Beyond Buildings

 

Instacity, Instaruin, Insta Arts District: Shenzen's OCT

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Thirty years ago, Shenzen barely existed. Now, it is old enough to host a renovated warehouse district. Long the staple of urban regeneration in North America and Europe, such areas use a strategy of gradual reuse, spearheaded by artists’ lofts and then galleries, to transform places of production into havens for consumption. The trend has now spread from its Ground Zero, Soho in New York, all the way to the instacities of Asia. The OCT District in Shenzen is a particular good, though perhaps overly planned,example.


In China, the arts warehouse districts have their origin in 798 Factory, a former munitions plant in what was then one of the capitol’s seedier districts. Starting in 1995, galleries followed a local art school that had reclaimed the site and began to set up shop there. Tearooms, bookstores, and then boutiques followed. By now, 798 Factory is a sprawling complex of several hundred galleries and stores. It has become so pricey that most of the more experimental venues have long since moved on to similar ventures elsewhere in Beijing. The trend caught on in just about every major Chinese city. The big difference here is that the projects do not start with artists who live or work there because the rent is cheap and they can have large lofts in which to work, but with developers who see these projects as easy ways to make money on derelict properties, perhaps in anticipation of tearing down the low-rise buildings for high-rise luxury towers.


Photo by Aaron Betsky


In Shenzen, that is rumored to be the fate of the OCT (Overseas Chinese District). Originally one of the earliest industrial developments on what was then rice fields in the middle of nowhere, this collection of former workshops and warehouses served as a duty-free entrepot in the scheme by which Hong Kong entrepreneurs kick-started the development of the Pearl River basin into what is now the world’s largest manufacturing region. This Ground Zero for China’s transformation now sits in the middle of more and more housing developments at the center of a large metropolis that is pushing its factories further and further into the periphery and even into mainland China and beyond.



Photo by Aaron Betsky


In 2003, a developer gained control of the area, imported the He Xiangning Fine Arts Museum—one of China’s oldest contemporary art museums, which is not saying much—as an “anchor tenant,” and hired the Shenzen-based firm Urbanus to plan for the renovation of the 150,000-square-foot area.

Urbanus has done their task with great skill. They have left the buildings alone as much as possible, focusing instead on connections and points of gathering. The interiors they have renovated are open and light, letting the power of the original concrete structures with their rectangular order remind us why Modernism was and is so exciting: it reveals the way we make things and revels in the open space that technology has opened up for us to live, work, or play. Where the firm had to add stairs, floors, or equipment, they have done so with simplicity and clarity.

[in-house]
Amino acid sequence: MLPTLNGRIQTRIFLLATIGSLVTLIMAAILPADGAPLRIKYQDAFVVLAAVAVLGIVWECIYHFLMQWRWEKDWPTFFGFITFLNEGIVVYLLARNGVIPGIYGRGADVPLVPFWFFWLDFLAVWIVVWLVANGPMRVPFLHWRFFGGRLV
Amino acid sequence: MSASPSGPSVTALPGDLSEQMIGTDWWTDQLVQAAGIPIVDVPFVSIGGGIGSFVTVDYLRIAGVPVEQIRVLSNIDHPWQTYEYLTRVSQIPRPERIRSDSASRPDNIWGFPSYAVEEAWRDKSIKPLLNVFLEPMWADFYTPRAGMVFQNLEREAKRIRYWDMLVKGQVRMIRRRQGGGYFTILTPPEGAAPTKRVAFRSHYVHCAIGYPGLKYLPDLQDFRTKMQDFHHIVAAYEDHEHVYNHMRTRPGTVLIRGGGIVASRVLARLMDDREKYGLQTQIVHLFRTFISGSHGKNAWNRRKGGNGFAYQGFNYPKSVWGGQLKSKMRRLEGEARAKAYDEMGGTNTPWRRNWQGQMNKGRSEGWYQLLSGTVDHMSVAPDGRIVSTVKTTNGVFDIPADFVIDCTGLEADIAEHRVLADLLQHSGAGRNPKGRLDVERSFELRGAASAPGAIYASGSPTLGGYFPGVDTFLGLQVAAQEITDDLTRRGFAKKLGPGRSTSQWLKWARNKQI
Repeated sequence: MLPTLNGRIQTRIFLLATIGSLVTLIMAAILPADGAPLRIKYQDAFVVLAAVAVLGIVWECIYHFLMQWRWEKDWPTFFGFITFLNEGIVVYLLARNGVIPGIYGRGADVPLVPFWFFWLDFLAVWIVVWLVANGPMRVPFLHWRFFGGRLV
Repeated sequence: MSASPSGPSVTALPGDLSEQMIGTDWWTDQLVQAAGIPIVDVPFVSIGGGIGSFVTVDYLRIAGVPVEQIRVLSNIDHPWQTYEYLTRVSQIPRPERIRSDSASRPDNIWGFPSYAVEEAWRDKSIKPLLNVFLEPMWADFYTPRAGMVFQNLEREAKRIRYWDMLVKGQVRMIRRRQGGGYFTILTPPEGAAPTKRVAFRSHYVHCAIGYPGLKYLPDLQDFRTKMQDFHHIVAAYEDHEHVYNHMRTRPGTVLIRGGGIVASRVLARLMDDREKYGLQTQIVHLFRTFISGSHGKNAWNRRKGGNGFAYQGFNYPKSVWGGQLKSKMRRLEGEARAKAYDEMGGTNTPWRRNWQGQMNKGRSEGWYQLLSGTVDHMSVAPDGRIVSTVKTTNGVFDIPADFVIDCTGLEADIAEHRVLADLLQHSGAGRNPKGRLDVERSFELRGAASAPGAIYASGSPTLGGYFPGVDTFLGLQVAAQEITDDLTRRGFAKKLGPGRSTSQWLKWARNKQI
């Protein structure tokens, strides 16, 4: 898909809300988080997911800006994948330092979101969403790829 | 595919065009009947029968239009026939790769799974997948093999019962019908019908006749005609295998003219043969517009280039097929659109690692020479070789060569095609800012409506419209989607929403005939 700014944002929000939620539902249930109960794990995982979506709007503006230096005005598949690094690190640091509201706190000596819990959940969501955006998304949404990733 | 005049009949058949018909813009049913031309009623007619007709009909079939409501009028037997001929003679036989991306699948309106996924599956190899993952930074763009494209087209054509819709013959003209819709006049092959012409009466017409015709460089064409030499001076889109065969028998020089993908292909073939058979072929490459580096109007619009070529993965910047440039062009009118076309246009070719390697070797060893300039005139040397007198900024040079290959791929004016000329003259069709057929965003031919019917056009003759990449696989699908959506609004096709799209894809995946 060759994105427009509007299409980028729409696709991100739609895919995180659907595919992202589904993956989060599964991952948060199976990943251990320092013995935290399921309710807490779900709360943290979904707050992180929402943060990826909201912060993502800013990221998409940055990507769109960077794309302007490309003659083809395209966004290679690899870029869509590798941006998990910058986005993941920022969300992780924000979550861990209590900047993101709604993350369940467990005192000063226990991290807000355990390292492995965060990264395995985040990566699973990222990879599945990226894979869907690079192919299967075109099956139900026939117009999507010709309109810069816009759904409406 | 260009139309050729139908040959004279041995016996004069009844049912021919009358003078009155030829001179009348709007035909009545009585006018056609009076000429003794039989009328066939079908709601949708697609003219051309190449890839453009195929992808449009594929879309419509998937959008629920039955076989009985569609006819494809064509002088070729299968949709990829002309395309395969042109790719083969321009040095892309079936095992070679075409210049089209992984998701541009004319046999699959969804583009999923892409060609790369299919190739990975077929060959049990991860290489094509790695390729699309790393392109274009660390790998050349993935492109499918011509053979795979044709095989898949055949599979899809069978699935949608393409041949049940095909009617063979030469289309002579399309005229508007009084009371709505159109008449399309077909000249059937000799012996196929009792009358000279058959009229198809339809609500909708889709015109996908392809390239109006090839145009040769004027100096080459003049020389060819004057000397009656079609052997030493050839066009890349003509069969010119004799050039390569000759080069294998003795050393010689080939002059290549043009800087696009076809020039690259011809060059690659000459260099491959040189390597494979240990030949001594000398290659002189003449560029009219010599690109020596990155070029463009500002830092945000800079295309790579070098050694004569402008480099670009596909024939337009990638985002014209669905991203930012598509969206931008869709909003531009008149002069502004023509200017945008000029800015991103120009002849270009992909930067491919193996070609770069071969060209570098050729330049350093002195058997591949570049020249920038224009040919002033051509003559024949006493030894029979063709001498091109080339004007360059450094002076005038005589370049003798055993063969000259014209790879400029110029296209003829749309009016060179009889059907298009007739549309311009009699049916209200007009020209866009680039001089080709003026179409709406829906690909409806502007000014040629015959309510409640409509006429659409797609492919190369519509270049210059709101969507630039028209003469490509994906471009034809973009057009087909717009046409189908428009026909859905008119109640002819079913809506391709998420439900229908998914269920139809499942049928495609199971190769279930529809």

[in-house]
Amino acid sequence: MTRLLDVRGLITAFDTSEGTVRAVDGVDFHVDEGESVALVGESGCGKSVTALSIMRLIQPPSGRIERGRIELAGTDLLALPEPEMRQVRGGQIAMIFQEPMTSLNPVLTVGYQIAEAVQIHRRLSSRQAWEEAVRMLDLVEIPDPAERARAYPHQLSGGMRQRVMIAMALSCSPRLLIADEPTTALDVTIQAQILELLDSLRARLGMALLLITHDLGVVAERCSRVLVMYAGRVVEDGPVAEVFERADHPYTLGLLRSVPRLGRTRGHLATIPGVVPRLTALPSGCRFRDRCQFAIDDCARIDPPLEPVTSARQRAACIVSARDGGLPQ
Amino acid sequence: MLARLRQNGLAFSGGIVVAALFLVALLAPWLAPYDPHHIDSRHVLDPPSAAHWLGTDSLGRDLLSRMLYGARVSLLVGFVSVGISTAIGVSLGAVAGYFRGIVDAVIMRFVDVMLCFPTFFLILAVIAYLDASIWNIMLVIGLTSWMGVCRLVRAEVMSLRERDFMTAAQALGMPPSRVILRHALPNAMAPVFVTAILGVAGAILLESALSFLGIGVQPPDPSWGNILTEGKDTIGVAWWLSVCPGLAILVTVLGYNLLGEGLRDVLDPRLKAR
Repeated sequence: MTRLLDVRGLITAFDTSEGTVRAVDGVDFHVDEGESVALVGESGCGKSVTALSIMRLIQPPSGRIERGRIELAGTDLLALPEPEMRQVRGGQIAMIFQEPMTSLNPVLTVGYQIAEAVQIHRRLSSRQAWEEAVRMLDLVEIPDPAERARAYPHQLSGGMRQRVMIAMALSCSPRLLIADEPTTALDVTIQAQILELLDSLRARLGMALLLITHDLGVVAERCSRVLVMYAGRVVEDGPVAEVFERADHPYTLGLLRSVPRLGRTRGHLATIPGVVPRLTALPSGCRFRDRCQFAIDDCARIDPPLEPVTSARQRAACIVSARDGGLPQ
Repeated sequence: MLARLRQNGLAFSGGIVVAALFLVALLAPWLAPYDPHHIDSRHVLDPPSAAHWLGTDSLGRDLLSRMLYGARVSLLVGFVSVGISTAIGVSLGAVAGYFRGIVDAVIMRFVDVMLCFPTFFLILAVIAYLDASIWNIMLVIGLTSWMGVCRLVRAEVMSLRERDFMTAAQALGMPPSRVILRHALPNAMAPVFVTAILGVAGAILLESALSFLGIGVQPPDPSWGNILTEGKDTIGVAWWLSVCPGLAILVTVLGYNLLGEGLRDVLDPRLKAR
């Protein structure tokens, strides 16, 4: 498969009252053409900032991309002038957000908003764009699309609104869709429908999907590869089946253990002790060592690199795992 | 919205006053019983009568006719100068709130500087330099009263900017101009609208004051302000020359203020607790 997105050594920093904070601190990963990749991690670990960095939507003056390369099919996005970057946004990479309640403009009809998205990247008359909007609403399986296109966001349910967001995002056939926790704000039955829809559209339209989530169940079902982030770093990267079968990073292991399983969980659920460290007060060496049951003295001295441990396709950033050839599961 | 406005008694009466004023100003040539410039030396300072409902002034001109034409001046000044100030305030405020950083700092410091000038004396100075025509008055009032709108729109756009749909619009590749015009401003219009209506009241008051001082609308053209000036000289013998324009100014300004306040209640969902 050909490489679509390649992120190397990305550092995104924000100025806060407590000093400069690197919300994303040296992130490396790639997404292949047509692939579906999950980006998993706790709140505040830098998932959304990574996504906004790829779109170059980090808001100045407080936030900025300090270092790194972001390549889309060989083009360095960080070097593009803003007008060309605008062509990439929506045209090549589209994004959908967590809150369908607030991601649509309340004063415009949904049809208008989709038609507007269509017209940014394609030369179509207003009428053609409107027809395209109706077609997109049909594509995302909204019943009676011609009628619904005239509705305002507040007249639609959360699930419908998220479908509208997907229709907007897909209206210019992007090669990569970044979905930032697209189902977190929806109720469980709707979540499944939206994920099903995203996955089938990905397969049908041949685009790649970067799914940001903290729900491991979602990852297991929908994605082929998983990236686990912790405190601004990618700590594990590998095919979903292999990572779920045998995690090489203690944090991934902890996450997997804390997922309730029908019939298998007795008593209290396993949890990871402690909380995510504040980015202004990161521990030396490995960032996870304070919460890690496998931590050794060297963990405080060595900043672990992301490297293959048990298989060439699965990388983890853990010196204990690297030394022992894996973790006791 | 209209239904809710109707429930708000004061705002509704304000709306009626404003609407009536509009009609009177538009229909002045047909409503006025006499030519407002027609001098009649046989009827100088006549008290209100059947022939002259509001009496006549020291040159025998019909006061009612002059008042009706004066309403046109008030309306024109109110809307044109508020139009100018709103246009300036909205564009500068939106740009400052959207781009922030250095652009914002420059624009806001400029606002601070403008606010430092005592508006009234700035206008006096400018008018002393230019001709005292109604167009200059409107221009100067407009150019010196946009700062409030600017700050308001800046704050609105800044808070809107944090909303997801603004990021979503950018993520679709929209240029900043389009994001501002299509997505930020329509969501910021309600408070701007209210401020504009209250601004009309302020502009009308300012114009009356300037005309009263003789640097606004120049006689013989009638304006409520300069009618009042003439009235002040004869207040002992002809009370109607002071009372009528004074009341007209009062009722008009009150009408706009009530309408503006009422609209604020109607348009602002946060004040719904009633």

Photo by Aaron Betsky


When they needed to add to the buildings, mainly because the structures needed exit stairs or equipment, they have used screens to create a second skin that makes what is new into a light addition, creating complexity and layers on top of the buildings.

At times, more was necessary. Urbanus’s largest intervention is a sloping and fractured plaza that moves up through several of the buildings. A spiraling ramp clad with translucent glass panels solves access in a manner that is not exactly functional, but gives a place to the new in terms of both form and function.



Photo by Aaron Betsky


It all works too well. Starbucks has arrived, as have various boutiques selling clothes and unnecessary bibelots. You might even think of Urbanus’s architecture as such luxury additions. In this case, however, the forms are more or less logical, beautiful, and make room for people to gather. A social life has grown up in OCT, and the architecture serves as its anchor and frame. I hope the area will have a long life of evolving into a district, though that is a lot to ask of a city that did not exist when these structures first sprang up.


 
 

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About the Blogger

Aaron Betsky

thumbnail image Aaron Betsky is the director of the Cincinnati Art Museum, and in 2008 he was director of the 11th Venice International Architecture Biennale. Trained as an architect at Yale, he has published more than a dozen books on art, architecture, and design and teaches and lectures about design around the world. Aaron worked for Frank O. Gehry and Associates and Hodgetts & Fung Design Associates as a designer, taught for many years at the Southern California Institute of Architecture, and between 1995 and 2001 was curator of architecture and design at the San Francisco Museum of Modern Art. From 2001 to 2006 he was director of the Netherlands Architecture Institute in Rotterdam, the Netherlands.